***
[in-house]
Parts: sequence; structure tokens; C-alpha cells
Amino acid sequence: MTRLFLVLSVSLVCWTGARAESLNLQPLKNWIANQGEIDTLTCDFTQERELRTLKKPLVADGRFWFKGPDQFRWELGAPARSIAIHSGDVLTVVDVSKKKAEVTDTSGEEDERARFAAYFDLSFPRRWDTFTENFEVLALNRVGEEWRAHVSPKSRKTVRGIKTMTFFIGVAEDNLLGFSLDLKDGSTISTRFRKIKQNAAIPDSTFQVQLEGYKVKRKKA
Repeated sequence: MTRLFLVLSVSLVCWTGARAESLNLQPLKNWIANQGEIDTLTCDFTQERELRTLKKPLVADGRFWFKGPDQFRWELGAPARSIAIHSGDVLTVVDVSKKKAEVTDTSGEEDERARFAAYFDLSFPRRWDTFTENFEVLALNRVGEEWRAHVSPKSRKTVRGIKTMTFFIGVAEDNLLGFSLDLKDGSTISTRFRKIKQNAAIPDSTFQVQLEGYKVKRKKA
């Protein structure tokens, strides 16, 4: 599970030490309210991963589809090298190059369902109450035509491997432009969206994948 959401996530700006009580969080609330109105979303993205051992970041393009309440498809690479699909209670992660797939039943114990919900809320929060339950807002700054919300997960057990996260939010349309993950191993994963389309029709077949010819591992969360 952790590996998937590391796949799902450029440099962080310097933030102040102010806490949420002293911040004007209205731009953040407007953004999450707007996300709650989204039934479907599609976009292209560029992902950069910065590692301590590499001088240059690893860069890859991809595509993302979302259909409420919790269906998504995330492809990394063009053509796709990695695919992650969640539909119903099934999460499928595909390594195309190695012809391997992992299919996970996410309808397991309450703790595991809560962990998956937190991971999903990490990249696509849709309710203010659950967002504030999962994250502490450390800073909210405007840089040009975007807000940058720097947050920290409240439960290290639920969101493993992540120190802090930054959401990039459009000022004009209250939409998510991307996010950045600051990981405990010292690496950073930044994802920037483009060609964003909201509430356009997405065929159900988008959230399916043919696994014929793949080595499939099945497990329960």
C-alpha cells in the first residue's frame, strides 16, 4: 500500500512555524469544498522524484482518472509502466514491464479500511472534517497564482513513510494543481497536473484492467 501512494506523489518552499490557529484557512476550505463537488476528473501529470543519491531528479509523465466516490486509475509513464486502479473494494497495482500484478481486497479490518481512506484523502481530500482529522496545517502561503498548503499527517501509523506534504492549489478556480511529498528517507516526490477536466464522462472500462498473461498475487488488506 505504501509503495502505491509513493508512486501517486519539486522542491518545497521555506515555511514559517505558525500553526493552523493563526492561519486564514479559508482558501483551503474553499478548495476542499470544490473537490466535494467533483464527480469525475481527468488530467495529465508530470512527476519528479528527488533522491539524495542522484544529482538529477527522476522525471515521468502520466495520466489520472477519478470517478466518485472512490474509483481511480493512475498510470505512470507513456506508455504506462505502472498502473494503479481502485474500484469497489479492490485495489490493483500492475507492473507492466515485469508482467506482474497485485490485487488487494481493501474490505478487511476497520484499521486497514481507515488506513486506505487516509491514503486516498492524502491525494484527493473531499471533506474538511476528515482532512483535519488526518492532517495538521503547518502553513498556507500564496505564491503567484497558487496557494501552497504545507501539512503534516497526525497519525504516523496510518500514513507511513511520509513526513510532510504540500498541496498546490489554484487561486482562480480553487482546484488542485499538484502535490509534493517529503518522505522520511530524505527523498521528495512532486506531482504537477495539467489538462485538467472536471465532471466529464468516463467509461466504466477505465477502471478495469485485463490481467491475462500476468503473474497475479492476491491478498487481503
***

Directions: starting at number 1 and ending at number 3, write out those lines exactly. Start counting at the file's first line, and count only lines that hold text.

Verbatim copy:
[in-house]
Parts: sequence; structure tokens; C-alpha cells
Amino acid sequence: MTRLFLVLSVSLVCWTGARAESLNLQPLKNWIANQGEIDTLTCDFTQERELRTLKKPLVADGRFWFKGPDQFRWELGAPARSIAIHSGDVLTVVDVSKKKAEVTDTSGEEDERARFAAYFDLSFPRRWDTFTENFEVLALNRVGEEWRAHVSPKSRKTVRGIKTMTFFIGVAEDNLLGFSLDLKDGSTISTRFRKIKQNAAIPDSTFQVQLEGYKVKRKKA